AT&T outage: Company says network is fully restored after thousands reported losing cell service

A cause for the outages has not been cited, but there is "no reason" to think it was a result of a cyberattack, the company said.

The AT&T logo
Pau Barrena/AFP via Getty Images

AT&T said on Thursday afternoon that its service has been fully restored after a nationwide cellphone outage hit tens of thousands of its customers earlier in the day.

"We have restored wireless service to all our affected customers," the company said in a statement. "We sincerely apologize to them. Keeping our customers connected remains our top priority, and we are taking steps to ensure our customers do not experience this again in the future.

AT&T, the nation’s largest carrier, has more than 240 million subscribers.

More than 70,000 outages were reported after 8 a.m. ET, according to Downdetector, a website that detects outages. The first outages were reported just before 4 a.m.

No reason has been given for the outages. ABC News reported that U.S. federal agencies including the FBI and the Department of Homeland Security are investigating to determine whether they were the result of a cyberattack. But National Security Council spokesperson John Kirby said on Thursday afternoon that AT&T informed the White House that there is "no reason" to think the outage was a cybersecurity incident.

🆘 Phones switched to SOS mode

iPhone icons
Many users were reporting that their iPhones were in SOS mode on Thursday morning. (Photo illustration: Yahoo News)

Scores of AT&T users reported their phones were switched to SOS mode. For Apple iPhones, SOS mode appears when your device isn't connected to a cellular network. But you can still make emergency calls. The feature is available in the United States, Canada and Australia.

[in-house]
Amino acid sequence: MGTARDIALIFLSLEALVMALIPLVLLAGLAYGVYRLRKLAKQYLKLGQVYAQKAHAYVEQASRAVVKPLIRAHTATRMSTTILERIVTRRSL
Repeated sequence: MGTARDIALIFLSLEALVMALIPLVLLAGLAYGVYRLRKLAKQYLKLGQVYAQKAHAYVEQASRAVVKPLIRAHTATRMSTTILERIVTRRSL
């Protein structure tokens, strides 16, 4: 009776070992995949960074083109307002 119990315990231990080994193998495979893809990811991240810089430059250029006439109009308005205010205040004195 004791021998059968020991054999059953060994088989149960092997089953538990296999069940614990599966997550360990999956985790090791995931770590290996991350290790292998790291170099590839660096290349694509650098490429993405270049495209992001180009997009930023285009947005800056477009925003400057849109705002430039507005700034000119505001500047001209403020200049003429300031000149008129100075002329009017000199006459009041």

Earlier on Thursday, AT&T was encouraging its customers to use Wi-Fi calling until service was restored.

📲 How to turn on Wi-Fi calling

Here (via USA Today) is how to do it on both iPhone and Android devices:

Wi-Fi calling for iPhones:

  • Tap Settings

  • Tap Phone

  • Toggle Wi-Fi calling

Wi-Fi calling for Android devices:

  • Open your phone app

  • Tap More

  • Tap Settings

  • Tap Calls

  • Tap Wi-Fi calling

➡️ What other cellphone customers were inconvenienced?

Cricket Wireless had more than 13,000 outages, according to Downdetector. Verizon had more than 4,000 outages; T-Mobile had more than 1,900 outages; and Boost Mobile had about 700 outages.

But both Verizon and T-Mobile said that its networks were operating normally and that the outages listed on Downdetector were likely a result of their customers calling or texting with AT&T subscribers.

“Our network is operating normally,” T-Mobile said in a statement to the Associated Press. “Down Detector is likely reflecting challenges our customers were having attempting to connect to users on other networks.”

🚑 Emergency services affected

In San Francisco, the outage was hindering people’s ability to reach emergency services, according to a post on X by the city's fire department.

“We are aware of an issue impacting AT&T wireless customers from making and receiving any phone calls (including to 911),” the San Francisco Fire Department said. “We are actively engaged and monitoring this.

“The San Francisco 911 center is still operational,” it added. “If you are an AT&T customer and cannot get through to 911, then please try calling from a landline. If that is not an option then please try to get ahold of a friend or family member who is a customer of a different carrier and ask them to call 911 on your behalf. Do not call or text 911 to simply test your phone service.”

The Massachusetts State Police said 911 call centers across the state had been flooded with calls from people checking to see if the emergency service worked from their phones.

“Please do not do this,” the state police said. “If you can successfully place a non-emergency call to another number via your cell service then your 911 service will also work.”